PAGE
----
I’m relatively tall. Relatively. Not the tallest in my class at school, but tall enough that I caused jaws to (literally) drop while once visiting China. Or maybe it was the freckles. No, it was definitely the height. The locals would kindly shout at me in English that I was ‘very, very tall’ and even call out unprovoked height estimates; “You are soo tall. You are approximately 180 centimetres tall”. I’m actually around the 183cm mark lads, but lets not get bogged down in the detail. Here to entertain – line up for the freak show.
I recently met a blogging pal of mine for dinner in Galway. She happens to be slightly taller than I – something we had never previously discussed or commented upon. When you’re a tad taller you’re often hit with the conversation killing observation “Hey – you’re tall” from others, so we tend to avoid it amongst ourselves – we settle more for silent acknowledgement. A mental, secret, solidarity handshake that nods towards the tall gal’s struggle.
And a struggle it can sometimes be, something I’ve occasionally discussed with other tall ladies (from time to time, we do have a life) – friends, acquaintances, my sisters alike. There are practical aspects – trousers with legs long enough, all-in-one swimming togs with bodies long enough, jackets with sleeves long enough – all very tricky to find (I take 36″ length jeans, so crop trousers are my friend). In school shows you were made to play the man’s part and in photographs you’re always put at the back. Growing up you’re subjected to comments such as ‘You’re HUGE’ (technically I’m just tall) and ‘Will you ever stop growing?’ and ‘What are they feeding you?’. When you hang around with other tall girls it is presumed ye must be sisters, working as Gardaí who are all good at playing basketball.
On through life and a single tall girl is automatically being matched to every taller lad in the country – “I went out on a date last night” – “OOOOH! Exciting! Is he tall?” (God forbid you be taller than a really nice guy you might have a fair bit of chemistry with and a lot in common with) – “Yes, he’s tall. A total a**hole, but he’s tall”. They’re satisfied – he can be an awful eejit, but not shorter than you. Another curiosity is the guy who takes personal offence to your height. I was casually introduced to one such specimen by common friends some time back in Tralee. I can still see him (looking up and) mansplaining to me I couldn’t possibly be 6′ tall as he was 6′ 1″. I was wearing flat shoes. I had no answers. I could see from my vantage point that he was slightly balding on top – was this causing him to be a little less body-confident than he’d like and he was taking it out on me? I’m being facetious, and this encounter would be funny only he was so, very angry. Friends helpfully diffused the situation…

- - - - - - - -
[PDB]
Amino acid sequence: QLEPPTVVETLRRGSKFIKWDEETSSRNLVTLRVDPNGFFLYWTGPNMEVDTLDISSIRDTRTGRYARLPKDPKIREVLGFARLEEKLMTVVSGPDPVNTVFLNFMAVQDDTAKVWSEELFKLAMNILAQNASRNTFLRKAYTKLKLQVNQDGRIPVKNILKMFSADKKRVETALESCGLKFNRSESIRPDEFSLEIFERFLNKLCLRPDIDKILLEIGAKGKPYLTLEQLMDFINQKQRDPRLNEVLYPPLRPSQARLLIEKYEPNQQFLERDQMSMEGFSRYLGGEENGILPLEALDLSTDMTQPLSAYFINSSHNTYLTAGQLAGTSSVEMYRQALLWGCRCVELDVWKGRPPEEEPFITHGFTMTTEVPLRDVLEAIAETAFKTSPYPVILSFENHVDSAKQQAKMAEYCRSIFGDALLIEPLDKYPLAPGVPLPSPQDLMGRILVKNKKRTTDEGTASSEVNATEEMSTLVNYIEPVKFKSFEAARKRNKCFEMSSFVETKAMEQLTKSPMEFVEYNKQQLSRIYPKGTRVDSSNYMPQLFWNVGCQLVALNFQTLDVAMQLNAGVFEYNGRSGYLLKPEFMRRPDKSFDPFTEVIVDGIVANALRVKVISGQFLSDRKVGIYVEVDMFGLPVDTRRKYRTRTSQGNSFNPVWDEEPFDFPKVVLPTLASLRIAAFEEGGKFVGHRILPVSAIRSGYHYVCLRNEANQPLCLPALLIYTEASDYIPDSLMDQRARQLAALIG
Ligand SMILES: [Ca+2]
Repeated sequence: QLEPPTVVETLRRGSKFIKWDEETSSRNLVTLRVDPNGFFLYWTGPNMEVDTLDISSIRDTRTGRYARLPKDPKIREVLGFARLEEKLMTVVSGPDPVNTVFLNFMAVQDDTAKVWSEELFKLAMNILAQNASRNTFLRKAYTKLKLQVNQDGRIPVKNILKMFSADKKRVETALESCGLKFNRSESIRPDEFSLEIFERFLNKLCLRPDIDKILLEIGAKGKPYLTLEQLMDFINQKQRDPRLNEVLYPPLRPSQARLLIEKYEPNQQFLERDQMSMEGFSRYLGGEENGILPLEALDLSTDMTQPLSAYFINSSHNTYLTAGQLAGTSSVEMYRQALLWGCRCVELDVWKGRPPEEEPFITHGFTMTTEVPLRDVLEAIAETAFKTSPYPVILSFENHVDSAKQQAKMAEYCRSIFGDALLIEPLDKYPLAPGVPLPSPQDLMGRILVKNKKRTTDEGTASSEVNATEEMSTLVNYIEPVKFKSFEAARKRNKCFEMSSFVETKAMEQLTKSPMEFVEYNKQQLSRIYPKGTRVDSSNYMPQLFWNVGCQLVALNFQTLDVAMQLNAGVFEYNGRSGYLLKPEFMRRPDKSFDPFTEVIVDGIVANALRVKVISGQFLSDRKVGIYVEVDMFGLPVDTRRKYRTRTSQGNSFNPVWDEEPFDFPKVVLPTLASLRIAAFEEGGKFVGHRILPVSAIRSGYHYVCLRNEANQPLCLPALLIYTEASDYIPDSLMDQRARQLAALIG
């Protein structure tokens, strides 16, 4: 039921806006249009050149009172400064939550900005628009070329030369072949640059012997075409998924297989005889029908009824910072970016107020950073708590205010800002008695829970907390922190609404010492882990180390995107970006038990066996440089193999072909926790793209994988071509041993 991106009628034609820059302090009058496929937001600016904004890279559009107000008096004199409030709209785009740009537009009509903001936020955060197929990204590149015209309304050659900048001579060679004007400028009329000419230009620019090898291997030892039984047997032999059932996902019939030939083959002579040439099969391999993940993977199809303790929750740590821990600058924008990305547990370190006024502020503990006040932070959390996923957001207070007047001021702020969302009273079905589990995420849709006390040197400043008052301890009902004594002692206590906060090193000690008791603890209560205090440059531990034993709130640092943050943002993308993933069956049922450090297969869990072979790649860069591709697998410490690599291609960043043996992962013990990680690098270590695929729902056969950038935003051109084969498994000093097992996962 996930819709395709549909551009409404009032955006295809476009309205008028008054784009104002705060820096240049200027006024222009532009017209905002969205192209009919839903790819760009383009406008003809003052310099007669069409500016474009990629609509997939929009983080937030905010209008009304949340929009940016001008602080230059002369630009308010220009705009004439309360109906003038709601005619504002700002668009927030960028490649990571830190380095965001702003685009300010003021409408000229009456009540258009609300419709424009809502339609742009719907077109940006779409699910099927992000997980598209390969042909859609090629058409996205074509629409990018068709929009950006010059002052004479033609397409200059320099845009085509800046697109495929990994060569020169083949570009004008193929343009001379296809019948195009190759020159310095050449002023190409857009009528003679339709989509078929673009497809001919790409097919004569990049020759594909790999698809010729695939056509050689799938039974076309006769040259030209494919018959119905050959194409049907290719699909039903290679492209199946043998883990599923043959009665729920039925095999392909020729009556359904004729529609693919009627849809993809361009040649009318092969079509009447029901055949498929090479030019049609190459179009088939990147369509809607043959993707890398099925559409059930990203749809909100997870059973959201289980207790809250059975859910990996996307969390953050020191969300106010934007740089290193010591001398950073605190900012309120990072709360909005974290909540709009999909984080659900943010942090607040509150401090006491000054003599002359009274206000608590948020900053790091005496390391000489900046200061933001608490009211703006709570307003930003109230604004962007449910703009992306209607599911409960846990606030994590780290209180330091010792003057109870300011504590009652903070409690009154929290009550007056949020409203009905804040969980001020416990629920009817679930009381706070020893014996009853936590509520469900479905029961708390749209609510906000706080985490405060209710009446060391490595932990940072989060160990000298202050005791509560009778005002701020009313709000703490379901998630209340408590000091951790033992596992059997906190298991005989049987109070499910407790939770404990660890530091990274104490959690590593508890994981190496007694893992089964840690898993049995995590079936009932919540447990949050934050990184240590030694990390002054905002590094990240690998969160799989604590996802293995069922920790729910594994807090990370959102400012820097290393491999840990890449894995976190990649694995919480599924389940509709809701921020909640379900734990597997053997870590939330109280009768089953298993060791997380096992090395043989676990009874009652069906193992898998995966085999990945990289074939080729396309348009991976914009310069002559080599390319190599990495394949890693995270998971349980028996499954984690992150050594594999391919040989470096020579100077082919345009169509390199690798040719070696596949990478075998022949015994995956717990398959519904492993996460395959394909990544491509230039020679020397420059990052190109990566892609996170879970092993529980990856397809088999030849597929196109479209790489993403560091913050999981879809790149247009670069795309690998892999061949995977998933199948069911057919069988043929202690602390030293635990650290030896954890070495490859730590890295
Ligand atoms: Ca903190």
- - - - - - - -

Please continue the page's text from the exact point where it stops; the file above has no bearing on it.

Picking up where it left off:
This, of course, is all relatively harmless stuff. Many times, at its worst, it’s the repetition of having to jovially respond to random person’s new and insightful (not) comments which just becomes a tad boring. That, I think we can all agree, is bearable.
But there’s a darker side. There’s an aspect of body-shaming and unconscious “normal” body- bias going on.